Energetics is all about the energy transfer involved in the making and breaking of bonds. The breaking of a bond involves the injection of energy into the system so that the bond can no longer hold the parts together; the creation of bonds involves the removal of energy from the system so that components are captured by the binding forces. In a typical reaction some bonds are broken and some are created so some energy is injected and some is removed. Whether the total(net) of these amounts to an injection or removal determines whether the reaction is endothermic (involving an net injection of energy) or exothermic (involving a net removal of energy.)
Enthalpy change (ΔH)Edit
The simple idea described above is complicated by the interaction of the system(reaction) being studied and its environment. This interaction amounts to the changes in volume of the system brought about by the reaction. To deal with this complexity we introduce the idea of enthalpy(given the symbol H). Enthalpy is not measured directly: we concern ourselves instead with CHANGES in enthalpy (ΔH) resulting from a reaction.
For a given reaction change in Enthalpy is equal to the heat energy change under conditions of constant pressure.
- negative ΔH
Such reactions include the combustion of a fuel like methane CH4 (g) + 2O2 (g) → CO2 (g) + 2H2O (l) = -890kJ mol−1 Also including the oxicdation of carbohydrates such sa glucose C6H12O6
- positive ΔH
Such reactions include the thermal decomposition of calcium carbonate CaCO3 (s) → CaO (s) + CO2 (g) = +178kJ mol−1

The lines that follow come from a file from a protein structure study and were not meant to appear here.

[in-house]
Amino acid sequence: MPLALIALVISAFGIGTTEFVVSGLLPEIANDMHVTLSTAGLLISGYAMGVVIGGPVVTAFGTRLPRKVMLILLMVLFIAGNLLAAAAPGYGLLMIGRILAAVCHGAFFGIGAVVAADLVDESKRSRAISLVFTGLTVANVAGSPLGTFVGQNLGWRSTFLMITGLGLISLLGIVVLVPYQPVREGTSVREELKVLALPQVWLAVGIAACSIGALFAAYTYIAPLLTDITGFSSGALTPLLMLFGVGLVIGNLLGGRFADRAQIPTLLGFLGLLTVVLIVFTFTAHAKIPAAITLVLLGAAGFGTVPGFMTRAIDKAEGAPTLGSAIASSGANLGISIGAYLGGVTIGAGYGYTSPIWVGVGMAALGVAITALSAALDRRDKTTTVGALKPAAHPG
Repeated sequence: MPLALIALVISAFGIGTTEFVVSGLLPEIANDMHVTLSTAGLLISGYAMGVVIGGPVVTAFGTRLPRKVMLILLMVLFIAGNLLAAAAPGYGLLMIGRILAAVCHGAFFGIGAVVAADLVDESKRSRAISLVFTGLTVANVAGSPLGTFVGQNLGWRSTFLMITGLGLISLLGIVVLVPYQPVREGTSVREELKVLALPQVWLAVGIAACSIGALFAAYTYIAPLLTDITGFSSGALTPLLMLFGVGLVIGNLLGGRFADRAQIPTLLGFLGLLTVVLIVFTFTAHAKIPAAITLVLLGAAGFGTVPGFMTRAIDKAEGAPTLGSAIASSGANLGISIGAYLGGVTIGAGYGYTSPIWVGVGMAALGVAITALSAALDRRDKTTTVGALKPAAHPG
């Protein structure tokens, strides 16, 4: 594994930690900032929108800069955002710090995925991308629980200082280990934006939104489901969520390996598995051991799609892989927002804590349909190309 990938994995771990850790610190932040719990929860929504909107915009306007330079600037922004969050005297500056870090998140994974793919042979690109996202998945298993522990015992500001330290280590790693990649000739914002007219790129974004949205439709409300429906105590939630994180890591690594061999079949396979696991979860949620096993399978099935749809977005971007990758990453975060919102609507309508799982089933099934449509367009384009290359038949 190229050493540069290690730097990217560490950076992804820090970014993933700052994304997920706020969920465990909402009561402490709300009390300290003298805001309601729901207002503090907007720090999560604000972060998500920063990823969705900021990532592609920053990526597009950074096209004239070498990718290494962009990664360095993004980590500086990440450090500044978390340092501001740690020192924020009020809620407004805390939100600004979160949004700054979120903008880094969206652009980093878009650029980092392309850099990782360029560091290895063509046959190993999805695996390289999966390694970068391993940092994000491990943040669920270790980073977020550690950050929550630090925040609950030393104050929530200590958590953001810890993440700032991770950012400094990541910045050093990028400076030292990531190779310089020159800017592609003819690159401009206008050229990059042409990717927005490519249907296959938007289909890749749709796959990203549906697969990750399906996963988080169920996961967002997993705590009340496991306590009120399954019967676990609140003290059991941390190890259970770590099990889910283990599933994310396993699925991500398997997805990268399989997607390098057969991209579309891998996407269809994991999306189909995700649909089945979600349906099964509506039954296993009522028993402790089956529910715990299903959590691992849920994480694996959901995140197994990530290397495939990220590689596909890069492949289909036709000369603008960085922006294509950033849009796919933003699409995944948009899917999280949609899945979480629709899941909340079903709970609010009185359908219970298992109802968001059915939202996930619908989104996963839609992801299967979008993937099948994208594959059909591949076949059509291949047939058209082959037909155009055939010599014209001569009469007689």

- Enthalpy change
- The heat energy transferred under constant pressure.
- ΔH = ΔH products – ΔH reactants
- Standard conditions
We often deal with enthalpy change under standard conditions. i.e.
- 100kPa, 298K
- Standard enthalpy of formation
- The enthalpy change when 1 mole of compound in its standard state is formed from its elements in their standard states (under standard conditions).
- Standard enthalpy of combustion
- The enthalpy change when 1 mole of substance is completely burned in oxygen under standard conditions.
Calculating energy changesEdit
- heat energy = mass of substance x specific heat capacity x temperature change
- enthalpy change = heat energy / moles
- Hess's Law
- The overall enthalpy change is independent of the route the chemical reaction takes place.
- Energy/enthalpy needed to break/dissociate a bond averaged over different molecules.
- Always positive because breaking bonds requires energy.